...it would be a great improvement were the star to provide a screen-wide comment box."
"would be" introduces a conditional clause, which in full, is:
"...it would be a great improvement if the Star were to provide a screen-wide comment box."
"were" is used because the writer considers it very unlikely that his recommendation for the improvement will eventuate.
In writing such conditional sentences, we can place the verb first, and then omit the 'if', as in your actual sentence.
does "were ... to provide" mean the same as "if ... had to provide"?
No. If the writer wrote
"...it would be a great improvement if the Star had to provide a screen-wide comment box."
then the writer is suggesting that some pressure should be brought to bear upon the software writers/publishers of this software to make them include a 'screen-wide comment box.'
following the same line, can I say "I am to buy new locks for this door" mean the same as "I have to buy..."?
Understanding the meaning of 'am to' depends on the context and tone of voice of the speaker. For example, I remember a movie (?"From the Terrace") in which a woman is in bed, on the phone, and talking to her husband who is out of town. The husband is warning his wife about a particular man whom he doesn't trust, and says that he doesn't want her to socialize with him any more if she runs into him at parties etc. She tells her husband OK. She hangs up, rolls over, and the camera now shows us that the man the husband was warning her about is actually in her bed, 'spending the night', and obviously, this has been going on for some time! The wife says to him: "I'm/I am not to see you any more." Here, she is repeating the husband's order, but it is also obvious from the smile on her face that she has no intention of taking any notice.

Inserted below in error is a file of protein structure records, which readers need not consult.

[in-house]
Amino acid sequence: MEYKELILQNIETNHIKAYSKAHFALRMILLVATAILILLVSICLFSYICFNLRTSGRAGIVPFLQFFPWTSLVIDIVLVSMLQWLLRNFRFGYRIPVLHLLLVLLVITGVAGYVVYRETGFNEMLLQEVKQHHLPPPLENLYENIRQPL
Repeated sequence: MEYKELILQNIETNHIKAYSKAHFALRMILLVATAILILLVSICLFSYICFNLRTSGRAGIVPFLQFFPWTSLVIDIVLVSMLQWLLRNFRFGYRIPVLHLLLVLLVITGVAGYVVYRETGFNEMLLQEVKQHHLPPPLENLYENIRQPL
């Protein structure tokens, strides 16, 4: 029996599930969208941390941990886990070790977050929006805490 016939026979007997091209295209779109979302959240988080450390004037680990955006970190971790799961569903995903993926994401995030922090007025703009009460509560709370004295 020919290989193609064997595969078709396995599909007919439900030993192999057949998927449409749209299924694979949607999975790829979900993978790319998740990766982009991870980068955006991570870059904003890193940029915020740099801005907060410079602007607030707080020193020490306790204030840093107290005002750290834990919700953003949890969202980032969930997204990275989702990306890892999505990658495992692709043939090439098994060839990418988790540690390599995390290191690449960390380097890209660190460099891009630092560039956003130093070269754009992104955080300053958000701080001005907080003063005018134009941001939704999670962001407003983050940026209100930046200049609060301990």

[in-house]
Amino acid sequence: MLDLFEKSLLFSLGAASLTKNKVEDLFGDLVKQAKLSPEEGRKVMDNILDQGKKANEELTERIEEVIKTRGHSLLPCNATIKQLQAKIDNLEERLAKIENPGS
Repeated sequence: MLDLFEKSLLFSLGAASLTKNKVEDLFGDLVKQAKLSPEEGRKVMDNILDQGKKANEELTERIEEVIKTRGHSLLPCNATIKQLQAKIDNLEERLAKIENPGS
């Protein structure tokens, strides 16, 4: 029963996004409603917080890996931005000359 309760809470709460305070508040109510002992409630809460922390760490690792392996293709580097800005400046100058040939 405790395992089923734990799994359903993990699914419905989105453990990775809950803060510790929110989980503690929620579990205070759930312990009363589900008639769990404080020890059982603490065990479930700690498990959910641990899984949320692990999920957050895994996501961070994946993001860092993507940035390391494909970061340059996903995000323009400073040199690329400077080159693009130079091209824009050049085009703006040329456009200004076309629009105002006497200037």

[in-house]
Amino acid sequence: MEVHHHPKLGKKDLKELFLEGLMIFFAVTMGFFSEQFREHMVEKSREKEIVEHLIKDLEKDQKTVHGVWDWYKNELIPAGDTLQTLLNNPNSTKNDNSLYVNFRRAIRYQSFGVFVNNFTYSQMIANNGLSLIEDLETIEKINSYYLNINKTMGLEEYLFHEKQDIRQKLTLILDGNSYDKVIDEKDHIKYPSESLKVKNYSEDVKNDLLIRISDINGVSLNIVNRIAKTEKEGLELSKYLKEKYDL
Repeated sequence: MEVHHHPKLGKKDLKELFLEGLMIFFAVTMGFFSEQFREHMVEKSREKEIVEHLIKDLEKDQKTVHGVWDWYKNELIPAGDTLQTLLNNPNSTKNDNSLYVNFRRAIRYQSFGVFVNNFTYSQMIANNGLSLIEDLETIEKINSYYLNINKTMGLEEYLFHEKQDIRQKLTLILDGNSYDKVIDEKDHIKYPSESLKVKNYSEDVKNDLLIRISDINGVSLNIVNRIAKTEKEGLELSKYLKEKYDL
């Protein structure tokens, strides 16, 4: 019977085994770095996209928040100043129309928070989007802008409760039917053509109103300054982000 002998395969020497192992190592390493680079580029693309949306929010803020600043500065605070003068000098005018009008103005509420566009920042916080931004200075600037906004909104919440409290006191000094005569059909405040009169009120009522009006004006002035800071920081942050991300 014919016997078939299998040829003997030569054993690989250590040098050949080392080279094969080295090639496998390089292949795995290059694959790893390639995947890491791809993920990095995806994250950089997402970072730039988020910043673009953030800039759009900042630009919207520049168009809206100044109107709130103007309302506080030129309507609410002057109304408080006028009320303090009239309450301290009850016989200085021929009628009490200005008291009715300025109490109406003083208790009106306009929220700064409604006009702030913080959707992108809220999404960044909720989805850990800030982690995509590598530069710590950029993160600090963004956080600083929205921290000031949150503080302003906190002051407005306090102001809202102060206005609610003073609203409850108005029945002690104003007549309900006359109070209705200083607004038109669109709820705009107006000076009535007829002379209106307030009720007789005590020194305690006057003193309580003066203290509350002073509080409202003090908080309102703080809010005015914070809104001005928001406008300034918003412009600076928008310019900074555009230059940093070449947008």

An employee who has been before a disciplinary hearing about lateness for work, or some other misconduct, might come out of the meeting and tell those waiting to hear of the result, "I'm not to be late any more or it's the sack. No more warnings." Here, his sombre look and serious tone of voice would indicate that he will probably try hard to correct his behaviour. In using "am to" the speaker is objectively reporting something which he has been told to do.
"Have to' includes the idea of force, pressure that has been placed on the speaker, as in "The judge says I have to repay the money I stole."
'must' indicates greater insistence. But there are previous threads which address the particular differences between these two.
Student or Learner